Storm cleanup and power outages are still affecting many people's lives in Ottawa and some eastern Ontario communities, 10 days after the May 21 storm.
As of the Tuesday afternoon update, about 3,000 Hydro Ottawa customers still didn't have power, officials said. That's less than two per cent of the 180,000 customers who lost power when the derecho knocked over trees, hydro equipment and more, killing 11 people.
Mayor Jim Watson also said during the daily update that 2,500 requests for financial assistance have been submitted to the city by people who had to throw out food from their fridges and freezers due to lost power.
Watson said the program is currently focused on those with greatest need, not all homeowners.
The city said it's using existing social assistance policies tailored to the emergency to assess financial need and whether city programs can help replace essentials such as lost medications.
The ongoing repair work has cost Hydro Ottawa between $25 and 30 million so far, which will be covered by the province, according to CEO Bryce Conrad.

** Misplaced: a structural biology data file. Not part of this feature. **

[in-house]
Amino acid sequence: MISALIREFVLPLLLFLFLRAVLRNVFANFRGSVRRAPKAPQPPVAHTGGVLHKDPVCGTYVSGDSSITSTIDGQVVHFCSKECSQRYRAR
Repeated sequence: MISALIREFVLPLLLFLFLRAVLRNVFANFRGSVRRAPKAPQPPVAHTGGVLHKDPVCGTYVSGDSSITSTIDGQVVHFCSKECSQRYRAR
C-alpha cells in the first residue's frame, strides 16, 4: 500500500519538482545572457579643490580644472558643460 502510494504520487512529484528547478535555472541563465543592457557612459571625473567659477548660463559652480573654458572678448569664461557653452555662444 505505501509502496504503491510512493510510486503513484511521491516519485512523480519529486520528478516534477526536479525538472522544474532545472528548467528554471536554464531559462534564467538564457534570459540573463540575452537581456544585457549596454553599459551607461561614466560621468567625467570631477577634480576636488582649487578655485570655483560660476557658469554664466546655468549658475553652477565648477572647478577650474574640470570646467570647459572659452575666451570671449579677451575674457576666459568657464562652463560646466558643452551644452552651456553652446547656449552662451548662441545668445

New complications found
Some customers may still have to wait days for power to be restored as crews discover new complications as they complete repairs on outages affecting smaller pockets of customers in Alta Vista, Manor Park and Overbrook, he said.
Conrad said crews have discovered damaged transformers, or have had to call in high cranes as they work to repair poles that have fallen in backyards.
On Tuesday morning, Hydro Ottawa's Joseph Muglia also told CBC Radio's Ottawa Morning the bulk of the remaining customers should have power back by this coming Friday. That matches the utility's outage map.
Ottawa still has several roads closed by storm damage and traffic lights that need repair. Only a few of its schools and library branches are still closed as the city scales back on its special organic waste collection, and is able to resume maintenance such as cutting grass.
Another 6,500 or so Hydro One customers in eastern Ontario, mostly around Bancroft and Tweed, are also without power. It could be days and, in some cases, weeks until they can get it back.
Power has been restored to nearly everyone in western Quebec, according to Hydro-Québec, and the City of Gatineau has been able to reopen all municipal facilities.